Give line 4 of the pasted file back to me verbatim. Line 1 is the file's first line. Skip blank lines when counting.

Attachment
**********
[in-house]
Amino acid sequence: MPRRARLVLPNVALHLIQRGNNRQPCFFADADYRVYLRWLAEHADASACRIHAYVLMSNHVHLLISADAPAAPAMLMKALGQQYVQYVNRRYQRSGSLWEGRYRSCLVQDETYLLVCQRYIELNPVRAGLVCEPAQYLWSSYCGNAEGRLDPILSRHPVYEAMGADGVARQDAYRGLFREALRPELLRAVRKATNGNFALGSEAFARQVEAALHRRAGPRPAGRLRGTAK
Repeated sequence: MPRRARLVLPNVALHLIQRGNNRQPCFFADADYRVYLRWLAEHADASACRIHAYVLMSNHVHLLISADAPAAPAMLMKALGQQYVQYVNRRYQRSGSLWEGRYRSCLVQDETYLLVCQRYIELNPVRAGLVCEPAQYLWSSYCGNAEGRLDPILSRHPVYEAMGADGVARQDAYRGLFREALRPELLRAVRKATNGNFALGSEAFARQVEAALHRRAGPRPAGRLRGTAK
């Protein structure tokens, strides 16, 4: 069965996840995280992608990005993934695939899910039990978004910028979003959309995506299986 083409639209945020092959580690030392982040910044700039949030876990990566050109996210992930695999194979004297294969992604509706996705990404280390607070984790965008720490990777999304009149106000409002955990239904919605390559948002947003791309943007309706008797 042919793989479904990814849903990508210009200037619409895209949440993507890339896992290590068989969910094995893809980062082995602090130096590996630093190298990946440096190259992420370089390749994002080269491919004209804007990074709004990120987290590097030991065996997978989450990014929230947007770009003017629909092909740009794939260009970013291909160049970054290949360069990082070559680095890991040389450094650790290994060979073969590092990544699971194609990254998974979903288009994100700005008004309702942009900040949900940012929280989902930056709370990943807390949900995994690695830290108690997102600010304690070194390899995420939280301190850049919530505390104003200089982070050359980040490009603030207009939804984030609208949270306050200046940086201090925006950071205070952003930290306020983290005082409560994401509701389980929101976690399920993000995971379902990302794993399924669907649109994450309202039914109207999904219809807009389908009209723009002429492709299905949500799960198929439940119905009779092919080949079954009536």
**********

């Protein structure tokens, strides 16, 4: 069965996840995280992608990005993934695939899910039990978004910028979003959309995506299986 083409639209945020092959580690030392982040910044700039949030876990990566050109996210992930695999194979004297294969992604509706996705990404280390607070984790965008720490990777999304009149106000409002955990239904919605390559948002947003791309943007309706008797 042919793989479904990814849903990508210009200037619409895209949440993507890339896992290590068989969910094995893809980062082995602090130096590996630093190298990946440096190259992420370089390749994002080269491919004209804007990074709004990120987290590097030991065996997978989450990014929230947007770009003017629909092909740009794939260009970013291909160049970054290949360069990082070559680095890991040389450094650790290994060979073969590092990544699971194609990254998974979903288009994100700005008004309702942009900040949900940012929280989902930056709370990943807390949900995994690695830290108690997102600010304690070194390899995420939280301190850049919530505390104003200089982070050359980040490009603030207009939804984030609208949270306050200046940086201090925006950071205070952003930290306020983290005082409560994401509701389980929101976690399920993000995971379902990302794993399924669907649109994450309202039914109207999904219809807009389908009209723009002429492709299905949500799960198929439940119905009779092919080949079954009536």